App Review: Pocket Casts for iPhone

Long-time readers of this blog (hi, mom!) know my affinity for podcasts.  I’ve offered advice to aspiring podcasters. I even returned my first Android phone largely because I didn’t like how that platform handled podcasts (in 2010).  So when Apple came out with their own dedicated Podcast app over a year ago, I was ecstatic.  Though version 1.0 was full of bugs, it offered one feature that made it worthwhile: A single playlist that automatically showed all my downloaded & unplayed podcasts, ordered from oldest to newest.  That’s all I really needed.

And then Apple updated their Podcast app.  The bugs largely went away… but so did the one function I actually used.

The new “unplayed” list now showed all the unplayed episodes of all the podcasts I subscribed to, whether they had been downloaded or not. Here’s the thing: If I haven’t downloaded a podcast episode, that means I don’t want to listen to it. (I have zero interest in streaming podcasts while I’m out and about.) I kept waiting for a revision that would restore the ability to automatically hide undownloaded episodes, but, alas, that day would never come.

After a year of manually managing my podcast library, I decided to finally break Tech Guy Rule #121: “Never pay for an app when a decent alternative is free.” I emptied my piggy bank and scrounged up enough coins to buy a new podcast app. But which one? Downcast, Instacast, Pocket Casts and iCatcher all had good write-ups on the web, as well as largely positive reviews on the app store.  They all cost less than five bucks.  They all bragged about their customizability.  But only one had this on its app store page:

PocketCastsiTunesCopy

And that app was Pocket Casts, which I immediately bought.  Here’s what the app looks like once you get it up and running:

PodcastsScreenshots 1

Above is the app’s home screen, where you’ll find a bevy of filters and lists you can customize to organize your library.

PodcastsScreenshots 2

This is what the app looks like after you’ve subscribed to some podcasts.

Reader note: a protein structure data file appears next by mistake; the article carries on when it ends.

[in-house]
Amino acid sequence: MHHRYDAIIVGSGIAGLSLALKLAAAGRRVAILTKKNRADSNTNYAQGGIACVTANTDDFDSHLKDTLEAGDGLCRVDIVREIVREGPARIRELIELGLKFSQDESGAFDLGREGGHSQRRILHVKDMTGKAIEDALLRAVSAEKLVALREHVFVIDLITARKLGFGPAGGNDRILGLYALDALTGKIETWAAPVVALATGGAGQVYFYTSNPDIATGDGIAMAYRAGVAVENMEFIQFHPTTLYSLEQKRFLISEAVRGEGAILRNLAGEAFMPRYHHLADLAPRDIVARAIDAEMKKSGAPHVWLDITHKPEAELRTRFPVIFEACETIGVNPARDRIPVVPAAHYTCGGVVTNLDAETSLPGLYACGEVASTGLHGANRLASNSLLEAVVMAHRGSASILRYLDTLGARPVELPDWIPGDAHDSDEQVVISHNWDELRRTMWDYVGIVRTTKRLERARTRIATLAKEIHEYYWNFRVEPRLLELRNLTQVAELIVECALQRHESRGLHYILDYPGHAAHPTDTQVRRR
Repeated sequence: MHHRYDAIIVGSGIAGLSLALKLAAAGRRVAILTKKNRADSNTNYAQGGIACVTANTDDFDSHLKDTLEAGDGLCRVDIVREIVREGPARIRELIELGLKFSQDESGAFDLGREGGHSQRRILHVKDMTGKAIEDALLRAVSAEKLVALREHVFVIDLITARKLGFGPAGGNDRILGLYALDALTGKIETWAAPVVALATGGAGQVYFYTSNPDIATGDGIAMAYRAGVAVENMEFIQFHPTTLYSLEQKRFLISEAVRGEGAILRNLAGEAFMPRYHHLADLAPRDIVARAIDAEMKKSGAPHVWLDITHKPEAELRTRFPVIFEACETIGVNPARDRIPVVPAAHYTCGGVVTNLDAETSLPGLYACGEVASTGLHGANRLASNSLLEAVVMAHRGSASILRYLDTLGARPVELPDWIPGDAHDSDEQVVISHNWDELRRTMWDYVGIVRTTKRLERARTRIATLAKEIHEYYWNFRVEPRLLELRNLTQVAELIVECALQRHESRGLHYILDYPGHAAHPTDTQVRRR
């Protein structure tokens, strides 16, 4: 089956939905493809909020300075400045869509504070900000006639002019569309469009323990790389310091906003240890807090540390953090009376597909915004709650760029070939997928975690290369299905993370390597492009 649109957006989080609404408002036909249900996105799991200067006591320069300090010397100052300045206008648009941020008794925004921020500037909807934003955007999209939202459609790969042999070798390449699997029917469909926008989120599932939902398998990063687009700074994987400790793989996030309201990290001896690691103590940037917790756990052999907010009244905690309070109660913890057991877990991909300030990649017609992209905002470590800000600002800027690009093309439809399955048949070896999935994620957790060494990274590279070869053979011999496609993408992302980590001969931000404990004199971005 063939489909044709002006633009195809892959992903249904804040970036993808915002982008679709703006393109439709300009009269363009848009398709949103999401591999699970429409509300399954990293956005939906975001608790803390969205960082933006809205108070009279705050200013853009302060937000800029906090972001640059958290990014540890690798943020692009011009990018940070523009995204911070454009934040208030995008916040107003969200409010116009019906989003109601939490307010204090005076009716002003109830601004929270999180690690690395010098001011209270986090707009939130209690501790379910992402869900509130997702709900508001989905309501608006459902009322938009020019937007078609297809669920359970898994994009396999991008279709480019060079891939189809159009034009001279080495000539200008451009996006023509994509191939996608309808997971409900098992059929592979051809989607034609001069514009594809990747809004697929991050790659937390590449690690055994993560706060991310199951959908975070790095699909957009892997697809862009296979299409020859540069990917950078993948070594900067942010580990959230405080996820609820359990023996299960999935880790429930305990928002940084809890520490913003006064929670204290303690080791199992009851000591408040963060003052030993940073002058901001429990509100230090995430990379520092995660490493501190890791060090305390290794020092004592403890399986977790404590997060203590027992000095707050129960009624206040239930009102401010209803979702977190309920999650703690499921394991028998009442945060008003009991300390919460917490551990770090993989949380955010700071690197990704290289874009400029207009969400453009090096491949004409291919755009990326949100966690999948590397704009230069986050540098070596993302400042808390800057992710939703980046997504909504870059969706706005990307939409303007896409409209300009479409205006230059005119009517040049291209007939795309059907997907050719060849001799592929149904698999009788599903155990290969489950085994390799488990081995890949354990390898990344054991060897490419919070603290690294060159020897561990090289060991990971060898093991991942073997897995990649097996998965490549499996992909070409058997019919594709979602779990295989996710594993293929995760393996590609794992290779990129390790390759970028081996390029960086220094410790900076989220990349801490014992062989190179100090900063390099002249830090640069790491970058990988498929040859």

Subscribing to podcasts is very easy. As soon as you hit the “+” in the upper right hand corner (from almost any page), you’re greeted with a page of Featured Podcasts.

PodcastsScreenshots 3

You can also see podcasts grouped by popularity, categories, and network.

PodcastsScreenshots 4

The Network view is very useful, though it’s far from complete. Earwolf and MaximumFun.org, for example, were both missing. (But their podcasts were easily found using the search tool.)

PodcastsScreenshots 5

Once you’ve subscribed to a podcast, you can see all available episodes.  You can then download only the ones you want to listen to. You can also set it to auto-download new episodes in the future, if you wish. Thanks to iOS 7, downloading is done in the background, and only on wifi if you don’t have an unlimited data plan.

PodcastsScreenshots 6

Some of the icons were unfamiliar to me. For example, I had no idea what that little checkmark meant until I clicked it. (FYI: It’s to toggle between “played” and “unplayed” status.)

PodcastsScreenshots 8

From the episode page, you can choose to start playing the episode immediately or add it to a playlist. There’s also a “PLAY NEXT” option I’ll go into detail more later.

PodcastsScreenshots 7

Viola. A list of just the episodes that are both unplayed and downloaded.

The app is not without its quirks.  For example, you can create a “filter” — like the one seen above — that will automatically sort your podcast library by whatever criteria you want, but it’s not the same as a playlist.  Selecting an episode in the “filter” list will only play that individual episode. It will not automatically go onto the next one in the filter.  You need to create a “playlist” to do that.  Adding episodes to a playlist is easy, but, still, it’d make more sense to just have filters and playlists be the same thing.  The reason I left the Apple Podcast app is because I didn’t want to have to manually add anything to a playlist, yet here I am, having to do just that.

But just when I was ready to give another podcast app a try (for another $3), Pocket Cast won me over.  The saving grace?  The “play next” button.  One of the reasons I hate playlists is this: Let’s say you see an episode you’d like to listen to after the current podcast you’re listening to is over.  So you add it to a playlist, where it appears at the bottom of the list, and then you have to manually move the episode up, in order to hear it next.

With the “play next” button, it’ll cut through all that.  Just hit that button and the app will automatically cue the selected podcast to start playing as soon as the current one is finished.  It’s a feature I never knew I wanted… and now it’s the main way I listen to podcasts.

Another cool thing about the app is the way it handles “chapters.”

PocketCastsScreenshots 1

Only one podcast I listen to — Scriptnotes — uses chapter markers, but I imagine more and more podcasts will start to.

Another thing it handles quite well: Links to additional content.

PocketCastsScreenshots 2

The app might not be quite what I expected (seriously, filters and playlists shouldn’t be two different things), but I’m not regretting the purchase. If the idea of super-customizable filters, a “play next” option, and an extremely user-friendly interface for finding & subscribing to new podcasts intrigues you, then I can easily recommend Pocket Casts.